The Barbados-based Caribbean Drought and Precipitation Monitoring Network (CDPMN) says while some parts of the Caribbean have been receiving below normal rainfall in the past few months, there are concerns for short term drought situations only in St. Lucia and the Bahamas.
It said shorter term drought is seen in northern Belize, St. Lucia and Tobago and that long-term drought situation, by end of November this year, is evolving in northern Belize.
The bulletin notes that during the period July to August this year, apart from Barbados that was slightly dry to moderately wet, and Trinidad that was slightly dry to moderately wet, rainfall totals in the islands of the eastern Caribbean were normal to below normal for the three-month period.
It said Tobago ranged from exceptionally dry in the west to normal in the east; Grenada, Antigua and St. Kitts normal; St. Vincent extremely dry; St. Lucia extreme to exceptionally dry from north to south; Martinique moderate to severely dry.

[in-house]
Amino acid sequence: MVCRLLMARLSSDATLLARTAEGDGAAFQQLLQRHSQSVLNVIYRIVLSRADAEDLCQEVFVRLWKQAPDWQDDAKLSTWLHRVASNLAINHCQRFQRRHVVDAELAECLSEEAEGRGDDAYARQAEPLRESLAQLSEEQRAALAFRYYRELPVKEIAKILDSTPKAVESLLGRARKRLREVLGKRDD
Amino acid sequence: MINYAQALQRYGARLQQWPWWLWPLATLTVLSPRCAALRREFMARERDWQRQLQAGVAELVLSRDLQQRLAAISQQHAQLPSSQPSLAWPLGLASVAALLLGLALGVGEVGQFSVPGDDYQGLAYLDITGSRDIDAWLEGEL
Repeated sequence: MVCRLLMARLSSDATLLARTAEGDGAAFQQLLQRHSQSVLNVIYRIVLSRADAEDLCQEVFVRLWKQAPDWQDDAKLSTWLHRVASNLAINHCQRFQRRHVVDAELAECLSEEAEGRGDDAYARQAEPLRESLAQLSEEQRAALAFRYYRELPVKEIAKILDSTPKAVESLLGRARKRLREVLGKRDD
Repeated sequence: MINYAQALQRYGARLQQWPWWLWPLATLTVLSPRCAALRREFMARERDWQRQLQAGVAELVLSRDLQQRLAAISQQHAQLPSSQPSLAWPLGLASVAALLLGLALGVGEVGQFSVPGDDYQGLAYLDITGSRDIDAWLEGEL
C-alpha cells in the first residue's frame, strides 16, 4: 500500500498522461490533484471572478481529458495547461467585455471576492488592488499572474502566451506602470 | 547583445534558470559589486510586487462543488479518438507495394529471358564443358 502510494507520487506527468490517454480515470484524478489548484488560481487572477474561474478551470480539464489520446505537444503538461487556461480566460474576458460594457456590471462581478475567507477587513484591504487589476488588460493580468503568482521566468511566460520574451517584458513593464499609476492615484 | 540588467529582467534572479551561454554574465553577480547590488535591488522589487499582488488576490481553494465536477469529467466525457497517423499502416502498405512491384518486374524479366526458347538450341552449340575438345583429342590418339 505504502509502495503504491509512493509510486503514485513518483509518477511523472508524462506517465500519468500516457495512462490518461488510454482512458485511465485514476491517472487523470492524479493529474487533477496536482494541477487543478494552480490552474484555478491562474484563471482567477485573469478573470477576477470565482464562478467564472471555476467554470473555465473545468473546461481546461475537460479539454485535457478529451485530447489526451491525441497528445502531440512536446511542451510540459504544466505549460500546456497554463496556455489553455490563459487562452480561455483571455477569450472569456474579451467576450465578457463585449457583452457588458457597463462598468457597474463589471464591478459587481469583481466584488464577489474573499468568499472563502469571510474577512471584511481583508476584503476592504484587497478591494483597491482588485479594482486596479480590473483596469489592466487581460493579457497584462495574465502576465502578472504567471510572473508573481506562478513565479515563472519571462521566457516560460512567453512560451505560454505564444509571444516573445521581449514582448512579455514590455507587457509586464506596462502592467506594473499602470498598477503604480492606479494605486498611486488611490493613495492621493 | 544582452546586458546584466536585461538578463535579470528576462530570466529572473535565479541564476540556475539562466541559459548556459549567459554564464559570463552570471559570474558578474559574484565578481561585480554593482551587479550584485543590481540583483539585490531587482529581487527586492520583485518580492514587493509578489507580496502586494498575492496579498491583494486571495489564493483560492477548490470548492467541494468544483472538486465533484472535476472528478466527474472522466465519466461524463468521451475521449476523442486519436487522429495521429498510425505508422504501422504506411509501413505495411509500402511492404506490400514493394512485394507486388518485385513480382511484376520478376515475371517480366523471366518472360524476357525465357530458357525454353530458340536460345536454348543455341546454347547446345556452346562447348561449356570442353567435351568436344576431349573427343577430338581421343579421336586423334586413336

According to the Barbados-based organization, Dominica experienced normal to moderately dry rainfall; Guadeloupe normal to severely dry; and St. Maarten moderately dry.
“Conditions in the Guianas ranged from exceptionally wet in northern Guyana to normal in eastern Guyana, across northern Suriname into western French Guiana. Aruba was moderately dry, but Curacao normal. Apart from in the west that was slightly dry, Puerto Rico was normal; but Hispaniola ranged from extremely dry in the south to normal in the east and northwest.
“Conditions in Jamaica ranged from extremely dry in the northwest to slightly wet in the east, while Grand Cayman was normal. Cuba and northern Bahamas ranged from normal to moderately dry. Belize was normal in the south to severely dry in the northwest,” it added.